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COLUMN: Philip Seymour Hoffman: A Night At The Movies

Wiley's Follies

Arts & Review Editor

Published: Wednesday, February 5, 2014

Updated: Wednesday, February 5, 2014 22:02

A few days after my 12th birthday, I saw my first R-rated movie in theaters. I remember peering sheepishly over the ticket counter—which was then only a little lower than my eye level—as my mother asked for two adult, two children’s tickets for Capote. In the moment, it felt as if I were getting let in on a secret, brushing against the great mystery of adulthood, if only for a couple hours.

Up to that night, I had only known film as child’s fare, so stepping into that small projector room in Clifton, N.J., I was aghast to see an auditorium full of adults. Further scanning the dimly lit room, with sense of pure wonder, I observed many of these filmgoers could even be grandparents. I could only vaguely put thought to my feeling of strangeness, but in some way, I knew this movie was “more.” This notion of “more-ness,” however, was more than just a thought—it was a face.

Philip Seymour Hoffman had recently won the Oscar for Best Actor for his work in Capote, and while I didn’t quite understand the nature of this accomplishment, I knew it to be the reason my brother and I were taken to the film. I paid special attention to Hoffman’s character of Truman Capote that night, since the plot of the film was well over my head.

I took note of Hoffman’s unusual mannerisms in the film and the general flamboyance of the character, which at the time made little sense to me. I remember growing a little peevish by the end of the two-hour run, asking my mom why Capote and his friend Nelle Harper Lee (Catherine Keener) didn’t get together at the close of the film.

“They were just friends,” my mom explained. With that, I knew this was a very different kind of story. It wasn’t satisfying in the way of a Star Wars or Indiana Jones movie. The plot didn’t tie together so cleanly, and there was no big action sequence to resolve the conflict. The guy didn’t get the girl. (In this case, he wasn’t even interested in the girl.) For the purposes of my 12-year old mind, Capote wasn’t the male protagonist I knew—I loved it.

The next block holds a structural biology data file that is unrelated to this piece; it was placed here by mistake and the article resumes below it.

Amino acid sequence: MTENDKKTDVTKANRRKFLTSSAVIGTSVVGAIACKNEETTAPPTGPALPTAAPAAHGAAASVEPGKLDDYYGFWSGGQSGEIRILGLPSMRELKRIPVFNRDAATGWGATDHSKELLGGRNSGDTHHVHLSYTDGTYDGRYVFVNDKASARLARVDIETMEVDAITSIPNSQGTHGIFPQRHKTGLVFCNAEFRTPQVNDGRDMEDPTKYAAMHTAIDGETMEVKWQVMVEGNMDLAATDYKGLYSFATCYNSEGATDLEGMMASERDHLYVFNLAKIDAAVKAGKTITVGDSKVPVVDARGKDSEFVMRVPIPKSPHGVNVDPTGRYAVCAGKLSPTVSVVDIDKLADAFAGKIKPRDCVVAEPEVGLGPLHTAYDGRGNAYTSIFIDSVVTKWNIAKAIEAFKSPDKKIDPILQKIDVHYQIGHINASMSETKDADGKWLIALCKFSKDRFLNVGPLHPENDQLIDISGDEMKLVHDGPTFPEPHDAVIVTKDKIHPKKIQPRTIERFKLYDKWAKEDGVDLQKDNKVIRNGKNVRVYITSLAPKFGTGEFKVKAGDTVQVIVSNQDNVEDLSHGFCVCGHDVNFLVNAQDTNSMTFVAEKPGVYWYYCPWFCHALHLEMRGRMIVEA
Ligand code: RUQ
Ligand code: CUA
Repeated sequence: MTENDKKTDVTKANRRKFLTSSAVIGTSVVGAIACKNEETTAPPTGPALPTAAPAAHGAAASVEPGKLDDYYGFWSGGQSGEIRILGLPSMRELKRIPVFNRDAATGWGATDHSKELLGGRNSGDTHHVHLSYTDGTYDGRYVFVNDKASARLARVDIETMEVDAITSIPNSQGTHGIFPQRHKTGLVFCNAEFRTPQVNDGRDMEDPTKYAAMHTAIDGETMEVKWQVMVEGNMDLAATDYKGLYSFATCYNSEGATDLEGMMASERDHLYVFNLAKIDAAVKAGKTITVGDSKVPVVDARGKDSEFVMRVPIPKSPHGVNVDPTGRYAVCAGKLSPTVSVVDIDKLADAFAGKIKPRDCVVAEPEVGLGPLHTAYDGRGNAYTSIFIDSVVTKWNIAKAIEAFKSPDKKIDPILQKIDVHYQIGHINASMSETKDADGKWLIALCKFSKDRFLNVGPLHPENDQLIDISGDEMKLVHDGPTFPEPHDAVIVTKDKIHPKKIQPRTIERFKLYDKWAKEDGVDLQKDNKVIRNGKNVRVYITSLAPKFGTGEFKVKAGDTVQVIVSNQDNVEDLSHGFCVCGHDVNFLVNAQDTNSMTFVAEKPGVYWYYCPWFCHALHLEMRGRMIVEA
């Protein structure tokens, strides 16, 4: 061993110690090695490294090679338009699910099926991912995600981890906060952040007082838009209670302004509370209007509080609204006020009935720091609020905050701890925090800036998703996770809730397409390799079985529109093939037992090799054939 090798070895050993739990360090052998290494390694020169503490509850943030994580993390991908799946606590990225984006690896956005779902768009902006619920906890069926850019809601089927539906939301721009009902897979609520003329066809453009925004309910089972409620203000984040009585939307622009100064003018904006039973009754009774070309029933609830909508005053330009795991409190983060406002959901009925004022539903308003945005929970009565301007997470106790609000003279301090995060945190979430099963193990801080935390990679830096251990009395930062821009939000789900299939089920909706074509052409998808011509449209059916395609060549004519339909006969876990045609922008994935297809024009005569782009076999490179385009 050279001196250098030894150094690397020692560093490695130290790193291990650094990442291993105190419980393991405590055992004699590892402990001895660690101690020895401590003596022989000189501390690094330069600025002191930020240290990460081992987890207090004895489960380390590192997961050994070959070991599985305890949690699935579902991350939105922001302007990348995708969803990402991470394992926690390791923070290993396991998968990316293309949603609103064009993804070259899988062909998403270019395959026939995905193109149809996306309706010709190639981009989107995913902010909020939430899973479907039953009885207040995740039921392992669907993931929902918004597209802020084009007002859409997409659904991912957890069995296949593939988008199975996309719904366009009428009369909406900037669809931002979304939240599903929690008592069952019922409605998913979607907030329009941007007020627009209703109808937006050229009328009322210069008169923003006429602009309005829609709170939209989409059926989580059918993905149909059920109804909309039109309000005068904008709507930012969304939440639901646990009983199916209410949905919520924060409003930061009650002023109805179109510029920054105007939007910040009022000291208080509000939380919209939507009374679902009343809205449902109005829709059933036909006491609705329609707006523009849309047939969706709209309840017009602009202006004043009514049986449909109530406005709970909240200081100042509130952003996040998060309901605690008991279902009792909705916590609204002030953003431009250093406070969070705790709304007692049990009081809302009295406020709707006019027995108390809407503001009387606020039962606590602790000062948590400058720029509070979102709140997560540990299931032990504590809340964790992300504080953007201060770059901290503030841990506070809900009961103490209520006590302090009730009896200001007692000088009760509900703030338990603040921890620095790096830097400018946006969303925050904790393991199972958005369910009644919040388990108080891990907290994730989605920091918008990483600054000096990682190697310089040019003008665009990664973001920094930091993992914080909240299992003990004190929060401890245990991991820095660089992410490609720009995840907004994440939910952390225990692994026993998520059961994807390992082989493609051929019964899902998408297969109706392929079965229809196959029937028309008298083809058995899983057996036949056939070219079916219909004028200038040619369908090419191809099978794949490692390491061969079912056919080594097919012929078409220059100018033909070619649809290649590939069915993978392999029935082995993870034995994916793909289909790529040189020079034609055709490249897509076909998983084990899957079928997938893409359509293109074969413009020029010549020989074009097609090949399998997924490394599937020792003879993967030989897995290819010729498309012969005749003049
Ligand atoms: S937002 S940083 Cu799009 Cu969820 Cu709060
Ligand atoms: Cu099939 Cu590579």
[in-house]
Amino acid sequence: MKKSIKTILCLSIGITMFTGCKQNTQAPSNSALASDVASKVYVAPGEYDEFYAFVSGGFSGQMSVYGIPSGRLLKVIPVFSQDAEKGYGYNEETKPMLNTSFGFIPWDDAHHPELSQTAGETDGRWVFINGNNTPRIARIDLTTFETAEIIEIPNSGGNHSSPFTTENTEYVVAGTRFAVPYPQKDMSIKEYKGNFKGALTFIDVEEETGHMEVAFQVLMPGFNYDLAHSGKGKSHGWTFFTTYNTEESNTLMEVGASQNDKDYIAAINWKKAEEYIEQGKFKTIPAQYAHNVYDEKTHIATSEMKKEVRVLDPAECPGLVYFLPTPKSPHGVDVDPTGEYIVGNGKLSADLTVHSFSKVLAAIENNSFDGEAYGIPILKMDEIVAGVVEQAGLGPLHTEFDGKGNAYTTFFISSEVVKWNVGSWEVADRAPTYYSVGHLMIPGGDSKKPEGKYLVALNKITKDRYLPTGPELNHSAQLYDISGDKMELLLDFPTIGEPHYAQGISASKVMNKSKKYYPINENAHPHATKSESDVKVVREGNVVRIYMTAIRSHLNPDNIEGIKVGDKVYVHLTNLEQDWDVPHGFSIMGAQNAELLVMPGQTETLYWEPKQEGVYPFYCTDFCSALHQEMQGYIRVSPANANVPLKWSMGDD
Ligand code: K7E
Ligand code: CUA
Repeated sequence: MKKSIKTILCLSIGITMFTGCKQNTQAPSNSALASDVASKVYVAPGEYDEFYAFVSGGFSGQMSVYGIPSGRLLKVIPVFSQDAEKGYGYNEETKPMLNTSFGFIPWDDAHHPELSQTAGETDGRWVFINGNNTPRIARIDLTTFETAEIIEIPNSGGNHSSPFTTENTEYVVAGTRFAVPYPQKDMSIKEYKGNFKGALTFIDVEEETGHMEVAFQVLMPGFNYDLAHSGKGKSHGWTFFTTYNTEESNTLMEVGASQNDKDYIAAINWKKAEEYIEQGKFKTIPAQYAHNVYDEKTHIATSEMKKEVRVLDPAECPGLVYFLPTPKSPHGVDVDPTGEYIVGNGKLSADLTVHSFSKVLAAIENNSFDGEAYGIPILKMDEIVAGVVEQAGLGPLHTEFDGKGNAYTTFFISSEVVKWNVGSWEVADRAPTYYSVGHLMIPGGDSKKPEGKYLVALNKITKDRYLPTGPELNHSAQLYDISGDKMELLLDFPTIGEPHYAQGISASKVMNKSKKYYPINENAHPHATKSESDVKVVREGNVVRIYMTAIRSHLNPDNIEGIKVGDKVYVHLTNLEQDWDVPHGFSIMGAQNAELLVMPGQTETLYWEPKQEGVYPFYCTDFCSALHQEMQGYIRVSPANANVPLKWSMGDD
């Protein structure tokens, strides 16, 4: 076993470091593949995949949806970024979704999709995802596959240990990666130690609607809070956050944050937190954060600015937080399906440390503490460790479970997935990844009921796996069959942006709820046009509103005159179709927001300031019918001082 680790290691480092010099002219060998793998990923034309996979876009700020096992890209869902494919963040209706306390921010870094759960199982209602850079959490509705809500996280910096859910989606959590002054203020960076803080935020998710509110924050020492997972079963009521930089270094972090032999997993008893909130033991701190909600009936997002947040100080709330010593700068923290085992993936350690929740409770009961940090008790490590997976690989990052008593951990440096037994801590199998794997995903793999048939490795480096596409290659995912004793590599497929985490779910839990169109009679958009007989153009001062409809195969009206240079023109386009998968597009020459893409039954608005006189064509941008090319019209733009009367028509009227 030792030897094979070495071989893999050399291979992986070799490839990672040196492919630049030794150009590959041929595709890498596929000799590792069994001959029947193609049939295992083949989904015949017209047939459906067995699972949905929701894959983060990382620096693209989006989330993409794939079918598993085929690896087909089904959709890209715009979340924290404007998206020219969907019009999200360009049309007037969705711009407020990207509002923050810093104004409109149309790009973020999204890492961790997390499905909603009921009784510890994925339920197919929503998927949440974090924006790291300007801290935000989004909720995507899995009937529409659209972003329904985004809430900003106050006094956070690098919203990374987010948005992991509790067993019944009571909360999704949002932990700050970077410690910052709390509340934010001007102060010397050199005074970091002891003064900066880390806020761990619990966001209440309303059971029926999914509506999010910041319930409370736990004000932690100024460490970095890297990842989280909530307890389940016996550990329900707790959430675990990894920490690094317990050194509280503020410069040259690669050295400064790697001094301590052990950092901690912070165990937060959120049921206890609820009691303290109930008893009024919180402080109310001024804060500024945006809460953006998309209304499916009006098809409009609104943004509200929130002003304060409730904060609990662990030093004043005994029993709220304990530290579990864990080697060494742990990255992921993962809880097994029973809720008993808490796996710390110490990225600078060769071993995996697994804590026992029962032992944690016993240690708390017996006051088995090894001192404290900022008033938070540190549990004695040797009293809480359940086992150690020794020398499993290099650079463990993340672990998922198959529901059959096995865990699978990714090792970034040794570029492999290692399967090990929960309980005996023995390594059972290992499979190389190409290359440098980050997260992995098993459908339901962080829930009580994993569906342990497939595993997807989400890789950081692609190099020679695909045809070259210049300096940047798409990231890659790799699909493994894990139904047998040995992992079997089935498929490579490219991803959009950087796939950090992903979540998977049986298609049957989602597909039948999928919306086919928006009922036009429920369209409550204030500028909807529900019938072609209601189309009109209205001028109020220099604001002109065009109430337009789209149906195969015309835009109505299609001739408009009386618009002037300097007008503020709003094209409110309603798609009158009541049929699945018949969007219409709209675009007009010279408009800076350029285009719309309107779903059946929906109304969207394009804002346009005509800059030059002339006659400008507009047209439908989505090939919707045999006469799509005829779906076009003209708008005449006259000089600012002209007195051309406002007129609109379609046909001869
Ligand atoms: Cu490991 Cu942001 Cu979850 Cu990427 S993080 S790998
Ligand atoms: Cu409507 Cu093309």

Hoffman’s Capote offered a completely new perspective of masculinity—he was a character who simply didn’t show up in movies for my age group. His motivation was decidedly more complex than that of Han Solo, and his problems more real. For me, a solid plot never required anything more than a giant ball of metal floating in space and a girl who to be impressed when that ball gets blown up.

I don’t mean to rag too much on the Star War franchise—on some level, sexual desire and a love of violence are the two tools most readily available in a young mind for understanding a complex plot. In Capote, however, there was a whole new register of tools for understanding introduced to me: intellectual desire, curiosity, morbid fascination. The most formidable weapons in the film were the notebook and human eye. The film follows the American writer as he traces the tracks of a murderer, and it paints a world in which observation is far more important than killing.

Hoffman’s performance in the film was the beginning of much of what I’ve come to admire in acting, and on the end of the screen, people. Capote wasn’t wholly an admirable character, and indeed, the film calls into question many of his motives for writing about the murder case, but he was heroic in a very human way. It wasn’t quite the “manly” virtue of Han Salo—Capote wasn’t rugged, dirty, or crude, and his persona wasn’t built around his ability to accomplish feats of derring do. He was at once very real as a human and believable in doing the extraordinary. For most actors, this simply is not to be accomplished.

Hoffman died on Sunday at the age of 46, leaving behind him three children, all younger than I was when I first saw Capote. I wonder how they’ll remember their father—probably as far more than I do. They’ll recall more than just the actor. His youngest, age five, might someday discover her father not all too differently than I did.

As we drove home from the theater that night, my mom mentioned how she felt uncomfortable asking for two children’s tickets to an R-rated film. I kept quiet in the back seat, smiling as I thought of the man I just met.

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